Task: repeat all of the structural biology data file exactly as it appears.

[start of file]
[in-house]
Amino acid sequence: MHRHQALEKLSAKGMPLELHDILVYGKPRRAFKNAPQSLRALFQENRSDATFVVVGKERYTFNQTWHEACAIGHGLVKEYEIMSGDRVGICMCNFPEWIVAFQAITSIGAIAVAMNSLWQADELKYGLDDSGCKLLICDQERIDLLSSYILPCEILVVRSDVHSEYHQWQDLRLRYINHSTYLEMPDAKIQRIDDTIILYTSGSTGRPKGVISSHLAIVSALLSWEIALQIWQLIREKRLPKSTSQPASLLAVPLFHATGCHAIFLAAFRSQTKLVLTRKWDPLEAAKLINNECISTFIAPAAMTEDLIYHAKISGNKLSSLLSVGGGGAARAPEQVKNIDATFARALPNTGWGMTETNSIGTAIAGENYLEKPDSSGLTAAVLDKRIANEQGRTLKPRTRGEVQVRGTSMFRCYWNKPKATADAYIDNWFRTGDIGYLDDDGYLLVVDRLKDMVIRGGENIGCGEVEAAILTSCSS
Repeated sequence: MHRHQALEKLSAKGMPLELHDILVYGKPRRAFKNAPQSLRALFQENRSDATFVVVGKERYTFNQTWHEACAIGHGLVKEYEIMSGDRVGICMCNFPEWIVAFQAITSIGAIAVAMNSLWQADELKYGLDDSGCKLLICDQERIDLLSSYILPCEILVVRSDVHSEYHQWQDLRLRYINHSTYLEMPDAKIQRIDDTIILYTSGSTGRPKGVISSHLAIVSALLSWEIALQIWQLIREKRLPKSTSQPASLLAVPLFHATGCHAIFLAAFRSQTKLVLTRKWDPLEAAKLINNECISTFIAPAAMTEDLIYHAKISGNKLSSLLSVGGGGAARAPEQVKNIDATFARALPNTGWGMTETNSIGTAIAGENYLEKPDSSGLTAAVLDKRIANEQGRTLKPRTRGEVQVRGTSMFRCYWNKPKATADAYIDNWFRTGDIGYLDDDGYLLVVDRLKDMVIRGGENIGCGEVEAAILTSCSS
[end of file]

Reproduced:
[in-house]
Amino acid sequence: MHRHQALEKLSAKGMPLELHDILVYGKPRRAFKNAPQSLRALFQENRSDATFVVVGKERYTFNQTWHEACAIGHGLVKEYEIMSGDRVGICMCNFPEWIVAFQAITSIGAIAVAMNSLWQADELKYGLDDSGCKLLICDQERIDLLSSYILPCEILVVRSDVHSEYHQWQDLRLRYINHSTYLEMPDAKIQRIDDTIILYTSGSTGRPKGVISSHLAIVSALLSWEIALQIWQLIREKRLPKSTSQPASLLAVPLFHATGCHAIFLAAFRSQTKLVLTRKWDPLEAAKLINNECISTFIAPAAMTEDLIYHAKISGNKLSSLLSVGGGGAARAPEQVKNIDATFARALPNTGWGMTETNSIGTAIAGENYLEKPDSSGLTAAVLDKRIANEQGRTLKPRTRGEVQVRGTSMFRCYWNKPKATADAYIDNWFRTGDIGYLDDDGYLLVVDRLKDMVIRGGENIGCGEVEAAILTSCSS
Repeated sequence: MHRHQALEKLSAKGMPLELHDILVYGKPRRAFKNAPQSLRALFQENRSDATFVVVGKERYTFNQTWHEACAIGHGLVKEYEIMSGDRVGICMCNFPEWIVAFQAITSIGAIAVAMNSLWQADELKYGLDDSGCKLLICDQERIDLLSSYILPCEILVVRSDVHSEYHQWQDLRLRYINHSTYLEMPDAKIQRIDDTIILYTSGSTGRPKGVISSHLAIVSALLSWEIALQIWQLIREKRLPKSTSQPASLLAVPLFHATGCHAIFLAAFRSQTKLVLTRKWDPLEAAKLINNECISTFIAPAAMTEDLIYHAKISGNKLSSLLSVGGGGAARAPEQVKNIDATFARALPNTGWGMTETNSIGTAIAGENYLEKPDSSGLTAAVLDKRIANEQGRTLKPRTRGEVQVRGTSMFRCYWNKPKATADAYIDNWFRTGDIGYLDDDGYLLVVDRLKDMVIRGGENIGCGEVEAAILTSCSS